A central theme for Parish Collective is that there are thousands of parish churches and groups joining in with what God is doing in their local context, but these groups often feel alone, and they have have very few ways to collaborate and learn from one another. Parish Collective convenes parish practitioners in a multitude of collaborative environments. Those listed here are the larger and annual conferences, gatherings, and events.
The Inhabit Conference brings together a multitude of networks, organizations, churches, and grassroots groups whose unique passions and callings converge in the local parish. Followers of Christ from across North America and around the world bring their stories, challenges, and opportunities together in Seattle for two days of collaborating in some of the most unique and transformative storytelling environments. Parish Collective and The Seattle School have been hosting this conference to Sold-Out crowds for 7 years.
The New Parish Conference in Birmingham, UK brings together the wisdom and experience of those who have been carrying on the legacy of parish ministry for many generations with the innovation and experimentation of new expressions of church and mission to reimagine the parish for the 21st century. What does it mean to grow faithful presence in the turbulent complexity of our time and place? Leading voices from around the world, and pioneering practitioners from across the UK join together for two days of inspiration and collaboration around these themes.
Plot Conference: Discover Your Story. Find Your Ground. Join with Conspirators. On October of 2017 Plot Conference will host its inaugural gathering bringing together neighbourhood leaders and practitioners from across Canada and around the world that care about the place they live, want to scheme together for reconciliation and renewal, and hope to discover how the story of God transforms their own story and the story of their place. Parish Collective leaders in Canada have been innovating and partnering together at a grassroots level for many years. Now it is time for a national gathering on behalf of mutual inspiration, collaboration, and friendship.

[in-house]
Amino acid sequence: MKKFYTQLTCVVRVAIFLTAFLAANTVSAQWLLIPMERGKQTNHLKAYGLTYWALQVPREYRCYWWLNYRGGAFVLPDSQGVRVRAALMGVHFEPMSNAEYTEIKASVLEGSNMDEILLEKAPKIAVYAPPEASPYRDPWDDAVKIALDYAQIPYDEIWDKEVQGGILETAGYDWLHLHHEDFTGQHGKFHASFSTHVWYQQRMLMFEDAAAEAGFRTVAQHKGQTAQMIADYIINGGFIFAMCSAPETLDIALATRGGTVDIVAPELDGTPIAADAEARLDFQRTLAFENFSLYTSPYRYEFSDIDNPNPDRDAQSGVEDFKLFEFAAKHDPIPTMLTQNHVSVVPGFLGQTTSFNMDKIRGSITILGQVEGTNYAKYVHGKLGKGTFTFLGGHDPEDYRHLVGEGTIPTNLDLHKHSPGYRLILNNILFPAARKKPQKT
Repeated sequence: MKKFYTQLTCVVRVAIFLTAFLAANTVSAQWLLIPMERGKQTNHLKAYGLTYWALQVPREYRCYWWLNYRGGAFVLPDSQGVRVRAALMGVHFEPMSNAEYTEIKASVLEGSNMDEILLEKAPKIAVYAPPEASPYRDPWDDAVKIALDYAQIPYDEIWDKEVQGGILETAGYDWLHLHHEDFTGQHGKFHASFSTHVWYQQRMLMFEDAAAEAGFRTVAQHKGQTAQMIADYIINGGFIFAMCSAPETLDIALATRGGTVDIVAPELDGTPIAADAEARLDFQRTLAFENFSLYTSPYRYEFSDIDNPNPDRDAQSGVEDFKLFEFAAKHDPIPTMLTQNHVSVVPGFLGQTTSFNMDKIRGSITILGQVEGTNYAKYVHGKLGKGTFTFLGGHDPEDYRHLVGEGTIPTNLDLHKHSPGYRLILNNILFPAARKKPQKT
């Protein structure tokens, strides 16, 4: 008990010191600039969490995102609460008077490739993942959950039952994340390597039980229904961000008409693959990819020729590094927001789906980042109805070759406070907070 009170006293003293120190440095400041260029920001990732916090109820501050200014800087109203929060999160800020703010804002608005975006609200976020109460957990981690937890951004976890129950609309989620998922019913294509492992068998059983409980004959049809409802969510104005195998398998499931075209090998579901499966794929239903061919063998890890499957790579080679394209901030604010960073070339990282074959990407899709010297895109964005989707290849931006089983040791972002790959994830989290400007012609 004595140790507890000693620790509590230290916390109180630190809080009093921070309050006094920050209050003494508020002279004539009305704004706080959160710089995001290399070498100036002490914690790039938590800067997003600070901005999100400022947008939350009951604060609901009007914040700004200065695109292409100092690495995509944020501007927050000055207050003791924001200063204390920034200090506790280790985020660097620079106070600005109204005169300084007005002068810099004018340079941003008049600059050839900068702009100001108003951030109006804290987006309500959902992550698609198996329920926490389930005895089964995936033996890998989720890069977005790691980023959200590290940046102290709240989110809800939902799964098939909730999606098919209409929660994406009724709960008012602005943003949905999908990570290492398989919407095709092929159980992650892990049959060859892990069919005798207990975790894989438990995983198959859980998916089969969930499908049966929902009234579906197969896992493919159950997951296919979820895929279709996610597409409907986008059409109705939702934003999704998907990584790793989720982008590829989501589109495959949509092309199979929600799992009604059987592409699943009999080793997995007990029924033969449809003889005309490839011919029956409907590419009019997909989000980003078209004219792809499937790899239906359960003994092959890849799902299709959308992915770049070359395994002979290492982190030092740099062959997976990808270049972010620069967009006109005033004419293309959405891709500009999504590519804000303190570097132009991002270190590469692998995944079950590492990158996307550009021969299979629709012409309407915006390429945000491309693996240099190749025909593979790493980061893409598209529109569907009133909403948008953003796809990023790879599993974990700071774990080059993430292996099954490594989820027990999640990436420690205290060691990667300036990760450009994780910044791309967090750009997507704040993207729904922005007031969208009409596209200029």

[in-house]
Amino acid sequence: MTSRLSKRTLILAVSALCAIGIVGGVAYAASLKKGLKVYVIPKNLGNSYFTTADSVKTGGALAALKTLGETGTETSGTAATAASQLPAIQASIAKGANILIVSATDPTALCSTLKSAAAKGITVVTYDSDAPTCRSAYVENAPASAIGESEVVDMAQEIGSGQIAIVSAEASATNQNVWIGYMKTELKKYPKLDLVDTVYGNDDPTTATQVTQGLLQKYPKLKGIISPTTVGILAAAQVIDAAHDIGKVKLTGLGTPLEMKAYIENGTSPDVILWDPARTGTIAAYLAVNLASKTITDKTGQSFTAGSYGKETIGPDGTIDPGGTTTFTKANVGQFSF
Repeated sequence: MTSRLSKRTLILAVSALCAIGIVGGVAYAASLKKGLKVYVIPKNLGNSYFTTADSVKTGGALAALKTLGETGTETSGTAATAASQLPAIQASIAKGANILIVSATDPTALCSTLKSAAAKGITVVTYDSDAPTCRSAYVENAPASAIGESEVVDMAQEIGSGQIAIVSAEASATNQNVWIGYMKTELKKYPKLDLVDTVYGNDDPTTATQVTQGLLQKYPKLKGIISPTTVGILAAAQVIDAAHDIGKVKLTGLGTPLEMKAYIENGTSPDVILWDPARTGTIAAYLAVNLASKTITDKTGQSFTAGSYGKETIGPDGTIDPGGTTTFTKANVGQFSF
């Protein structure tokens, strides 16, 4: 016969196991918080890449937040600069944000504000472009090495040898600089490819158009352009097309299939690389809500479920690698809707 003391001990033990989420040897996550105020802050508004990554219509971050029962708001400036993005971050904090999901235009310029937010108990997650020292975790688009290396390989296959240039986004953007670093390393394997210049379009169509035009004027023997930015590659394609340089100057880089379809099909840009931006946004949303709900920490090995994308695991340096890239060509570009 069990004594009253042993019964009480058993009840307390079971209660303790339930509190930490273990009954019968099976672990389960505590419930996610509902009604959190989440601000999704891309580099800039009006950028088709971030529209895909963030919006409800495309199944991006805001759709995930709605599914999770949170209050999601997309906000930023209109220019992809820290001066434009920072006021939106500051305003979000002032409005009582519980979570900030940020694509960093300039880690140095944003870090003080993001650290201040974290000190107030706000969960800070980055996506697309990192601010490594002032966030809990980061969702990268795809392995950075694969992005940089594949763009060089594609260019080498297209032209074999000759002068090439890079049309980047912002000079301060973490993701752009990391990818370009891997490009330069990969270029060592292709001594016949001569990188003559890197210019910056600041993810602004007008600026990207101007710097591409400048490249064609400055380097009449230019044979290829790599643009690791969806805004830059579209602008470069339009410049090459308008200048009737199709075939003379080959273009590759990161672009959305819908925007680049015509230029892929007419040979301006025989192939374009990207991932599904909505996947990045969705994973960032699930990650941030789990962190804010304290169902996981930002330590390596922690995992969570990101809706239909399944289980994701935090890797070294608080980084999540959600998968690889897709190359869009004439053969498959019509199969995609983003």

In 2015 the Parish Collective Organizing Team began partnering conversations with the Surrender Organizing Team recognizing their common heart and vision. In 2016 The Neighbourhood Collective was established by founding leaders as a shared space for individuals and groups seeking to be faithfully present in their neighbourhoods. Learn more about the life changing Conferences & Events hosted by Surrender:
Conspire is one of the primary initiatives of the Parish Collective. The purpose of Conspire is to create a variety of convening spaces for organizations, denominations, and faith communities who might not ordinarily collaborate to come together. The aim of Conspire is to end church competition and support collaboration and friendship on behalf growing faithful presence in and across parishes. Learn more about Conspire Gatherings and Events:
Neighborhood Economics was co-founded in 2014 by Tim Soerens the co-director of Parish Collective and Kevin Jones the director of SOCAP (Social Capital Markets) to accelerate the flow of capital into neighborhoods and open up a faith-friendly collaboration to move from the narrative of Wall Street to the narrative of Main Street. Parish Collective is a major sponsor of Neighborhood Economics with Parish Leaders contributing at many levels. Learn more about Neighborhood Economics Conferences and the SOCAP track:
Parish Collective is major sponsor and co-host for Project for Placemaking events which raise awareness about the implications of urban design and the built environment for pastors and ministry leaders. It also fosters meaningful collaboration by connecting these leaders to all forms of expertise related to these themes (urban planners, placemaking guides, architects, developers, etc.). These transformative events help ministry leaders with the “gap in their toolkit for understanding how they can nurture community wellbeing through active placemaking.”